Yet another from my 20BooksOfSummer pile (pictured, although it’s already been read in a different order AND now there’s a change of book due to a Did Not Finish and a substitution for July. Shocking all round!). This is a book that I picked up from the outside shelves of Any Amount of Books on Charing Cross Road when doing a pre-Christmas visit to Emma, and I think the last from that set. I might even make it out of 2018 at some stage!

Laura Thompson – “The Last Landlady: An English Memoir”

(13 December 2018, Any Amount of Books)

An interesting Unbound book (and is it an early Unbound as it’s a proof copy and also explains the concept on a page at the beginning), that’s both a memoir of her pretty amazing, resourceful and strong pub landlady grandmother, Violet, and a potted history of the English pub. The pub is in the middle of the countryside and offered a challenge to an urban woman who had failed to be able to secure the licence for her father’s pub (“the old pub”) when he passed away: she became the first English landlady in her own right.

Thompson’s childhood memories and those of the time when she slid over to the pub side of the sitting room door are vivid but authentic-sounding, and while Violet seems like a typical pub landlady in many ways, she carefully unpicks her from the stereotypes. It’s perceptive on the English being “not at their best with unregulated pleasure” (p. 119) and the usefulness of opening hours and carefully distinct bars within a pub.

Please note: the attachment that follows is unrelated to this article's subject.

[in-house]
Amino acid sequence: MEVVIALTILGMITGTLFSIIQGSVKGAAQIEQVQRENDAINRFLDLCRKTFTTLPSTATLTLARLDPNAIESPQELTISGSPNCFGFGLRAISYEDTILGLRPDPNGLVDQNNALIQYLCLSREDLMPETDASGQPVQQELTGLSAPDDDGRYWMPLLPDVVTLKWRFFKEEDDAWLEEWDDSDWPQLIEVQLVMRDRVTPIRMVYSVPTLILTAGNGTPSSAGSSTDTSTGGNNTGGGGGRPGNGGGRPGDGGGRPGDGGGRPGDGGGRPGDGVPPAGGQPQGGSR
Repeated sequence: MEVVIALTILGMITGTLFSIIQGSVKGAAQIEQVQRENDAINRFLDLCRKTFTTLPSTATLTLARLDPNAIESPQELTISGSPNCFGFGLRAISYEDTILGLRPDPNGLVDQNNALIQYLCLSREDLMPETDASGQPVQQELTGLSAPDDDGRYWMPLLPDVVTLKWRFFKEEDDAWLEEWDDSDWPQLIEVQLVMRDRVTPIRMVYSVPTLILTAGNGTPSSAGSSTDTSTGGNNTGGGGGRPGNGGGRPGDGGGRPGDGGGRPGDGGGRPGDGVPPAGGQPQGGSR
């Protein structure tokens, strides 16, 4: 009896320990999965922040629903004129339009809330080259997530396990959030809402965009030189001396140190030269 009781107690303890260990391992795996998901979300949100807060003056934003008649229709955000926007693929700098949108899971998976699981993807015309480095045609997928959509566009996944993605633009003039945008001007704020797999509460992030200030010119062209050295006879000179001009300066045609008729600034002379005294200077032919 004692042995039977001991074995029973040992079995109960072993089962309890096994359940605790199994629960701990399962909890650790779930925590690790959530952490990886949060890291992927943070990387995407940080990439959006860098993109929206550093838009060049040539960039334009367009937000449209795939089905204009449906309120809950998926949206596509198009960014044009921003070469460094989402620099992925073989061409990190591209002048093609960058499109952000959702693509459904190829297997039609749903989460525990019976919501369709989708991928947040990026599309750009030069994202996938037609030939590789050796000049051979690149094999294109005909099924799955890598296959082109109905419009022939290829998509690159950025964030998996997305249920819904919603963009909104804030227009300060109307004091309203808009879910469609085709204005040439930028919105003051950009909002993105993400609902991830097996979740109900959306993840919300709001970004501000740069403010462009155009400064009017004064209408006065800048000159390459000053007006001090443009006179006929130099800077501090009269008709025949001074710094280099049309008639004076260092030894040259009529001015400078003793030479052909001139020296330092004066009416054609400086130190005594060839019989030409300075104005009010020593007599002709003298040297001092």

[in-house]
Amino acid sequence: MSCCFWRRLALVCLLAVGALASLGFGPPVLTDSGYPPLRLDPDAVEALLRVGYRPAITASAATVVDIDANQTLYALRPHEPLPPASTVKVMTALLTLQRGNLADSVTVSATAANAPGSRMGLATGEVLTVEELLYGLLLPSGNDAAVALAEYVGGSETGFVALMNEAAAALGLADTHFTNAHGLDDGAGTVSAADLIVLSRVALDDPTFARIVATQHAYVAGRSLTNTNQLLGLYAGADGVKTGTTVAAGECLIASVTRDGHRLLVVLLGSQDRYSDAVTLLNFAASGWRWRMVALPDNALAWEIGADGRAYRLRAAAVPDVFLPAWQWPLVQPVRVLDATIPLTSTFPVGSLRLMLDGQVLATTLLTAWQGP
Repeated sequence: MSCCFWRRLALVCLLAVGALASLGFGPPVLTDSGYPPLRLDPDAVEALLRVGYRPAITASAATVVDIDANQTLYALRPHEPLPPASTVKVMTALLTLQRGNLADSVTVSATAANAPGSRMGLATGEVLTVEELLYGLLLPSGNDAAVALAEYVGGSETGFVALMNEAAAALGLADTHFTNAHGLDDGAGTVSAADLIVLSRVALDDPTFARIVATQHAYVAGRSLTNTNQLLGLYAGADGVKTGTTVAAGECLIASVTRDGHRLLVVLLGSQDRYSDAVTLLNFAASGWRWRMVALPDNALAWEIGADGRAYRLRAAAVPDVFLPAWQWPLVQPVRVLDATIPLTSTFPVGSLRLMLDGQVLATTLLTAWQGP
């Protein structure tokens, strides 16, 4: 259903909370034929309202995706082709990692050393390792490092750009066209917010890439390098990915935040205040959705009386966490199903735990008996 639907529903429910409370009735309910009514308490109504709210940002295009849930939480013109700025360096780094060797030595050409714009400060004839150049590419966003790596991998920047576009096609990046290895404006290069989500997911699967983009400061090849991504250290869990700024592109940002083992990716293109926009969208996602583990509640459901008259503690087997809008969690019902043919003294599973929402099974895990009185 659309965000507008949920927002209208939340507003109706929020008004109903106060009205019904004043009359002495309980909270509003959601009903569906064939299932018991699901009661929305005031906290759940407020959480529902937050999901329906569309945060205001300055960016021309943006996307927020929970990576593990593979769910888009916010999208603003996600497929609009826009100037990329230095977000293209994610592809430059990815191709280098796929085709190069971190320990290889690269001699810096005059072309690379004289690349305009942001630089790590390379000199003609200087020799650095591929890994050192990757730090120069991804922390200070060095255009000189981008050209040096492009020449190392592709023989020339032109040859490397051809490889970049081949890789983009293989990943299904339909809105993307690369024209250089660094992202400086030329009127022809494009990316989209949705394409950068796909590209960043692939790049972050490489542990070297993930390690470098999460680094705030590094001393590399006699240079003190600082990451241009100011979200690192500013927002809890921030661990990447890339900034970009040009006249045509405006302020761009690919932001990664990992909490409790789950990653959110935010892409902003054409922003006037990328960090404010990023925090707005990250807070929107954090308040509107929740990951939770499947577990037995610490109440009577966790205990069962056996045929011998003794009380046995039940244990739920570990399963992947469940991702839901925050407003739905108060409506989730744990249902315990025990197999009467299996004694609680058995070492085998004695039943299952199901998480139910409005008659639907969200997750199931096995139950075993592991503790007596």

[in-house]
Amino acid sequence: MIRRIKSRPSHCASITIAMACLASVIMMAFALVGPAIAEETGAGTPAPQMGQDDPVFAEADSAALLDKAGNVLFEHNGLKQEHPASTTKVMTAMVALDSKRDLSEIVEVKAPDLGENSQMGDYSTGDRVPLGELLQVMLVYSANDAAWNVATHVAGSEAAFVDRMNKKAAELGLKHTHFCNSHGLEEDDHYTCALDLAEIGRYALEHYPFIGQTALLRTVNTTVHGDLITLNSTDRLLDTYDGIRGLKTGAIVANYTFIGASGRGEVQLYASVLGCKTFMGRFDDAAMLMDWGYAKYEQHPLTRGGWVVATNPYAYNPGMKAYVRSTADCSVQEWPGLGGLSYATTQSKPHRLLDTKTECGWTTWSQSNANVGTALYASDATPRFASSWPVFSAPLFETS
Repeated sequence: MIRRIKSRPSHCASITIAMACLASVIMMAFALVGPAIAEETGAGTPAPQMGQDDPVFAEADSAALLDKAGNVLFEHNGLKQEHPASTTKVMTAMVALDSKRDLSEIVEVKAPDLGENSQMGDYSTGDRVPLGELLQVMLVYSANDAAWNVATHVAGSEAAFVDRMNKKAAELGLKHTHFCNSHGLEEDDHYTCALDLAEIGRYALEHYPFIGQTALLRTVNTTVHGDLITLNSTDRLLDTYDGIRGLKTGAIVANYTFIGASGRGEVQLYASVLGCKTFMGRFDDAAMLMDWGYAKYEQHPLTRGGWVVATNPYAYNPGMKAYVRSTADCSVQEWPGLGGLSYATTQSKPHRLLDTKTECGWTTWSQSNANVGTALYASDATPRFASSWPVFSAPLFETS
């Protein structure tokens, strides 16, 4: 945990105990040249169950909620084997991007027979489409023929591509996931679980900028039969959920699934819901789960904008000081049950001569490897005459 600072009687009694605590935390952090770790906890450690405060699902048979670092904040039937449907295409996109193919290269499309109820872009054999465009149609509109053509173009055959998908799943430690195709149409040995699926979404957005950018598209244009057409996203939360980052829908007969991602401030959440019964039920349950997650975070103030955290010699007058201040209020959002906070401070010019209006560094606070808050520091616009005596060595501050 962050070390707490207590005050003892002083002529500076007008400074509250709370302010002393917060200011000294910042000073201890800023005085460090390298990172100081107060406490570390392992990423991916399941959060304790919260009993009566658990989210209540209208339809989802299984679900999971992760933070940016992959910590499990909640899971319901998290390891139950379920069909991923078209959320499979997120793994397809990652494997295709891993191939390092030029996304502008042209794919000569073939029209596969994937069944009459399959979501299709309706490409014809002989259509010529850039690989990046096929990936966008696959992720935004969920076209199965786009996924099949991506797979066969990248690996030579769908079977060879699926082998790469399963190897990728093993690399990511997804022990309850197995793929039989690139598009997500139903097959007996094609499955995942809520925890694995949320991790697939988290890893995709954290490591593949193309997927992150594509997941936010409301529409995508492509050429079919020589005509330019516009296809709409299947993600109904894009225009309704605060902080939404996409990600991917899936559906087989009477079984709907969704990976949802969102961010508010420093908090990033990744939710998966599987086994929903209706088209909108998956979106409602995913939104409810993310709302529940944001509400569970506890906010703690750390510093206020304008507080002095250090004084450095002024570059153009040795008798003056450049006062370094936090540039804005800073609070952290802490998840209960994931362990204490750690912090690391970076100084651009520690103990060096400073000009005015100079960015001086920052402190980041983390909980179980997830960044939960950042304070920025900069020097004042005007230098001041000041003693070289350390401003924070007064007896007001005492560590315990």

A rich and fascinating portrait of a redoubtable woman and an interesting history.

This was Book 6 in my 20 Books Of Summer project.

Simon Winchester – “Outposts” (DNF)

(20 December 2018 – BookCrossing Not So Secret Santa gift)

This was on my wishlist although looking at my spreadsheet of my reading journal pre-blog, I read this from the library in December 1998 (I think I’d forgotten that) and I have also read his “The Map that Changed the World” in 2001. Interestingly, my first read of this would have been the old edition, lacking the updated introduction that sent up red flags this time around.

So it’s a book about his travels around the islands that are still (or were in 1985) part of the British Empire. OK, so far, so neutral. But the introduction to the revised edition of 2003 basically starts lavishly apologising for Empire, stating that we “meant well” and helpfully pointing out that we did some good stuff and helped the colonies to organise themselves. Hm. He also usefully (!) points out that “our” former Empire has done “better” than those of, for example, the French and Dutch.

So far, so problematic.

I started reading and we had Tristan de Cunha, where he apparently got a bit too misty eyed over some Tebbibly British Scout who welcomed him onto the island, then he goes for Gibraltar, has to get a ferry there from Morocco and describes the ferry captain as “a fat and unshaven Moor” (p. 98), at which point I laid the book aside.

I am sure I would have found all this problematic anyway, as I do keep an eye open, certainly in books from earlier times, for jingoism and Empire-praising. But in a book revised in 2003 and read in these times? Unpalatable and grubby and not to be read by me. Ugh.

So that was supposed to be Book 7 in my 20 Books of Summer. Instead, I read Ammon Shea’s “The Phone Book” which was going to be Book 8 starting off July. I will either add “A Brown Man in India” or “Our City” to the list in July – I’ll see how I’ve done through the month and if I’ve already read one of those anyway!